2. Two weeks before the opening of the nomination/election process
the station will begin broadcasting, via both live and pre-recorded
announcements, an open call to activist groups in all the designated
communities to begin a dialogue with each other to discuss:
A. who they might want to encourage to nominate themselves;
B. what issues they think would be important for any
candidates to address;
C. the best locations, dates and times to convene large, inclusive
assemblies at geographically diverse locations throughout the
listening area to choose their representatives.
3. The on-air announcements will include a phone number for the
election board, which will serve as a clearinghouse and coordinator
with the different constituencies about their plans for dates, times,
and venues for the meetings, and how the station can facilitate them.
Responsibility for actually convening these assemblies would rest with
community groups themselves, but they would be strongly encouraged to
make the process as collective as possible.
4. On the opening day of the nomination/elections process, a program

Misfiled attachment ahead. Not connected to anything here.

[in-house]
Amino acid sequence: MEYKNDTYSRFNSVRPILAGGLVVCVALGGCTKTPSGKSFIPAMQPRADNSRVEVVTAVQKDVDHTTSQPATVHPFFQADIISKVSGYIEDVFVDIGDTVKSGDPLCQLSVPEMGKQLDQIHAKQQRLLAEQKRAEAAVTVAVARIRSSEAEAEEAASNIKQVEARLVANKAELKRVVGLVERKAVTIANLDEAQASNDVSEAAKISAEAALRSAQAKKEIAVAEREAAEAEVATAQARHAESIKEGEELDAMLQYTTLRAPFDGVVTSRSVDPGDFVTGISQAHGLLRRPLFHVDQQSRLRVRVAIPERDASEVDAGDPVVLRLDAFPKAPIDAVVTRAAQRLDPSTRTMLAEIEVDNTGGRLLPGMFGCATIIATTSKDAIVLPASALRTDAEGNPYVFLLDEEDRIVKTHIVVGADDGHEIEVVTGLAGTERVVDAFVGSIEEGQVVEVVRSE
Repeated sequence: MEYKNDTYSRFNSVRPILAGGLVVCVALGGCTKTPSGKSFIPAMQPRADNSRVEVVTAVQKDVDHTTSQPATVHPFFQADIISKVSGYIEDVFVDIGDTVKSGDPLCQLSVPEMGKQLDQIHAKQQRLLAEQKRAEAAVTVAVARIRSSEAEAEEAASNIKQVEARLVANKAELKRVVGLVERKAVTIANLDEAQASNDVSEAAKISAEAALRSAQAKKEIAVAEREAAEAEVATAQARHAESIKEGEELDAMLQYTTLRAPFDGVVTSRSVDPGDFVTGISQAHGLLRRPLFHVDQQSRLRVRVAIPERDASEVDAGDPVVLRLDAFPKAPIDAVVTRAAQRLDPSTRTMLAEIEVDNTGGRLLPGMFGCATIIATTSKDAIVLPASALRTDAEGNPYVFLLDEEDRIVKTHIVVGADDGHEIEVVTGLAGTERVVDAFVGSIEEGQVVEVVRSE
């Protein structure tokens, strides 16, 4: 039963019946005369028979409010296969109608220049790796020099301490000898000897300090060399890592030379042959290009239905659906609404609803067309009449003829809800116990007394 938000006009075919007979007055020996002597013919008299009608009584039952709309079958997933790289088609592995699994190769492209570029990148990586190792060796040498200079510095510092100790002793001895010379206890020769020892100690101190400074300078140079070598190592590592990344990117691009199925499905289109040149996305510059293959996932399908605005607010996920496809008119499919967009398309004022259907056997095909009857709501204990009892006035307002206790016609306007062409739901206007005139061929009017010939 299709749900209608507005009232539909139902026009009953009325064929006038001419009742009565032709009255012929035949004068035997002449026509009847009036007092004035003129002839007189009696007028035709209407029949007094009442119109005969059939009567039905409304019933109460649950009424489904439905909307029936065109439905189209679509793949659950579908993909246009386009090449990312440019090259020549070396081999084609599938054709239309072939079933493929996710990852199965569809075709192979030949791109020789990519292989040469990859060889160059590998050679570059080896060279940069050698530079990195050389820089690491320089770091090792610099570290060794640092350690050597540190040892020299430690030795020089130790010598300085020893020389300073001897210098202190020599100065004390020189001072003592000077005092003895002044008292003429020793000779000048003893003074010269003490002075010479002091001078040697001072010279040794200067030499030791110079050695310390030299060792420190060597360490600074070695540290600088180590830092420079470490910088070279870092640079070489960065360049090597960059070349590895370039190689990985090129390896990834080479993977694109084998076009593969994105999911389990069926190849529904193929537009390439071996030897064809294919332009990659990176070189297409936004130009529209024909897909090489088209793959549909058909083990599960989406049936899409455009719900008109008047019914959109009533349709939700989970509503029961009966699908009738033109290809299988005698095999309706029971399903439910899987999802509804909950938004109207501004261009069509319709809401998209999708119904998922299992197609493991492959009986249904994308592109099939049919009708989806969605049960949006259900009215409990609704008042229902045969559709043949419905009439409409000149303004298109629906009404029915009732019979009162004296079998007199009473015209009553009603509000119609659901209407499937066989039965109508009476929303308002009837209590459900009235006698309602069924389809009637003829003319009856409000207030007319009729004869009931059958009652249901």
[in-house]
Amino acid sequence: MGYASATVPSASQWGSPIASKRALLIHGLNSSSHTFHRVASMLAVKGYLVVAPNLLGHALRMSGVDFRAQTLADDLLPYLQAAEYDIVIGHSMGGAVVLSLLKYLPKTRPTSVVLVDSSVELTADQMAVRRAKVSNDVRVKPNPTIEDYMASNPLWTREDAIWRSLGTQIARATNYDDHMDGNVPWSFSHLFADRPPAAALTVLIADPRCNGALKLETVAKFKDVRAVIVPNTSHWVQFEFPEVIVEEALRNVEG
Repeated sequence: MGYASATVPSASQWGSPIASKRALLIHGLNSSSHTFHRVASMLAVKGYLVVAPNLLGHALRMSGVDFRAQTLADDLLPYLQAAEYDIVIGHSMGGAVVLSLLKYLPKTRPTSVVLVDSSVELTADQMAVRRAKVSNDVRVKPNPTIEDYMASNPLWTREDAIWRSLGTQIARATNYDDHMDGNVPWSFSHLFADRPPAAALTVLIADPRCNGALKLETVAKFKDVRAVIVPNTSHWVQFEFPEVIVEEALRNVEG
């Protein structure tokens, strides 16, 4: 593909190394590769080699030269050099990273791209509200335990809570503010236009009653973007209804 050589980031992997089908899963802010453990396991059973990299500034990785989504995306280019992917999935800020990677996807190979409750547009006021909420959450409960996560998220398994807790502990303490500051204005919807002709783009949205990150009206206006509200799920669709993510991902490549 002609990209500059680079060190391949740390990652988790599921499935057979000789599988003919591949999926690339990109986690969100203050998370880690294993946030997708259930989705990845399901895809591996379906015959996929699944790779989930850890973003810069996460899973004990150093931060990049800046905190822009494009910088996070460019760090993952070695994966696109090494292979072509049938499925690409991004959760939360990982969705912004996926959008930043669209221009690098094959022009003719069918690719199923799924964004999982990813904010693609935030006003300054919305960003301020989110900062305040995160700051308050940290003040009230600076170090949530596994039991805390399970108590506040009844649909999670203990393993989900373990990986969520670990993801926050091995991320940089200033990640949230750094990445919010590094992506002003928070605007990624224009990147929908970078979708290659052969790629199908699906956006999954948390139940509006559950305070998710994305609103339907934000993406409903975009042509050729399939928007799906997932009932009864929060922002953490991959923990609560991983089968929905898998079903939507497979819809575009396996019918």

(at least one hour) will be aired with the election board to explain
the process. The program will encourage interested and qualified
listeners to nominate themselves to run for either one of the general
seats or the constituency seats, if they are members of one of the
designated communities. It will also announce the times and locations
of the meetings to choose the constituency members, which will be
spread over the following three weeks.
FILLING THE SEATS:
5. Each community will be required to hold at least one assembly for
each of the seats the constituency has been designated to fill. For
example, if the Latino community has been designated three seats, they
will have to hold at least that many meetings, with each one choosing
one representative. If they wish to hold more meetings than there are
seats to fill in order to seek greater participation, they will have
to subsequently caucus among themselves to make their final choices.
6. In keeping with the principals of self-determination and direct
democracy, the precise methodology of electing each representative
will be determined by the designated communities themselves. They
might choose a majority-vote method, whether by public or secret
ballot, or they might employ a consensus process or some other method
in keeping with the practices of their community and the expressed
desires of those who have assembled.
7. The election board and station staff will work with the various
groups to record as many of the constituent assemblies as practical so
that portions of the deliberations can be broadcast, possibly live but
more realistically on tape.
AN ALTERNATIVE MODEL
The model described above is the one we would like to see implemented
because it embodies the concepts of inclusion, democracy and
transparency. For the purpose of discussion we will now outline an
alternative model that relies on more centralized and "traditional"
Western-style voting mechanisms.
Sections 1 through 5 above still apply, except that the constituent